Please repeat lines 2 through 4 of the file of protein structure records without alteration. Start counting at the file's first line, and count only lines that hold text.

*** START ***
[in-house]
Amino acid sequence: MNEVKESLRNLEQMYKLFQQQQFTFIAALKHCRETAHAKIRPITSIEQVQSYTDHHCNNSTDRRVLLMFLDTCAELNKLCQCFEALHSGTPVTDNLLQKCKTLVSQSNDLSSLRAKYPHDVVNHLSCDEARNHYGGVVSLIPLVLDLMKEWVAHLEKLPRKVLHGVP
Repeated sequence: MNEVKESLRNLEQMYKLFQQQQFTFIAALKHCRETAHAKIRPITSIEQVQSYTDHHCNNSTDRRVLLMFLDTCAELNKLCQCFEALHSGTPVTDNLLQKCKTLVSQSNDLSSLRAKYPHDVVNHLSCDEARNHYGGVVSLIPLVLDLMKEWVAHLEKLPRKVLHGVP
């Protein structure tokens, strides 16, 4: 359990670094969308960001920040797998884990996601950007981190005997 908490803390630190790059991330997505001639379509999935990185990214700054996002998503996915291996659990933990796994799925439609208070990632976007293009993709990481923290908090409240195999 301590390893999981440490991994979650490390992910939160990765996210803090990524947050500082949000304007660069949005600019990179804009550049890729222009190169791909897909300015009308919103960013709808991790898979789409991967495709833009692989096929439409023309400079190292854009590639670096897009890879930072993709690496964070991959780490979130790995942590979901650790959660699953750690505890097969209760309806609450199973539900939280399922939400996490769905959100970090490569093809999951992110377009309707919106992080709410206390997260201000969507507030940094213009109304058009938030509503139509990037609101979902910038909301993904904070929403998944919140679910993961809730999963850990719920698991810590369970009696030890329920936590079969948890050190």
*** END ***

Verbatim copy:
Amino acid sequence: MNEVKESLRNLEQMYKLFQQQQFTFIAALKHCRETAHAKIRPITSIEQVQSYTDHHCNNSTDRRVLLMFLDTCAELNKLCQCFEALHSGTPVTDNLLQKCKTLVSQSNDLSSLRAKYPHDVVNHLSCDEARNHYGGVVSLIPLVLDLMKEWVAHLEKLPRKVLHGVP
Repeated sequence: MNEVKESLRNLEQMYKLFQQQQFTFIAALKHCRETAHAKIRPITSIEQVQSYTDHHCNNSTDRRVLLMFLDTCAELNKLCQCFEALHSGTPVTDNLLQKCKTLVSQSNDLSSLRAKYPHDVVNHLSCDEARNHYGGVVSLIPLVLDLMKEWVAHLEKLPRKVLHGVP
């Protein structure tokens, strides 16, 4: 359990670094969308960001920040797998884990996601950007981190005997 908490803390630190790059991330997505001639379509999935990185990214700054996002998503996915291996659990933990796994799925439609208070990632976007293009993709990481923290908090409240195999 301590390893999981440490991994979650490390992910939160990765996210803090990524947050500082949000304007660069949005600019990179804009550049890729222009190169791909897909300015009308919103960013709808991790898979789409991967495709833009692989096929439409023309400079190292854009590639670096897009890879930072993709690496964070991959780490979130790995942590979901650790959660699953750690505890097969209760309806609450199973539900939280399922939400996490769905959100970090490569093809999951992110377009309707919106992080709410206390997260201000969507507030940094213009109304058009938030509503139509990037609101979902910038909301993904904070929403998944919140679910993961809730999963850990719920698991810590369970009696030890329920936590079969948890050190």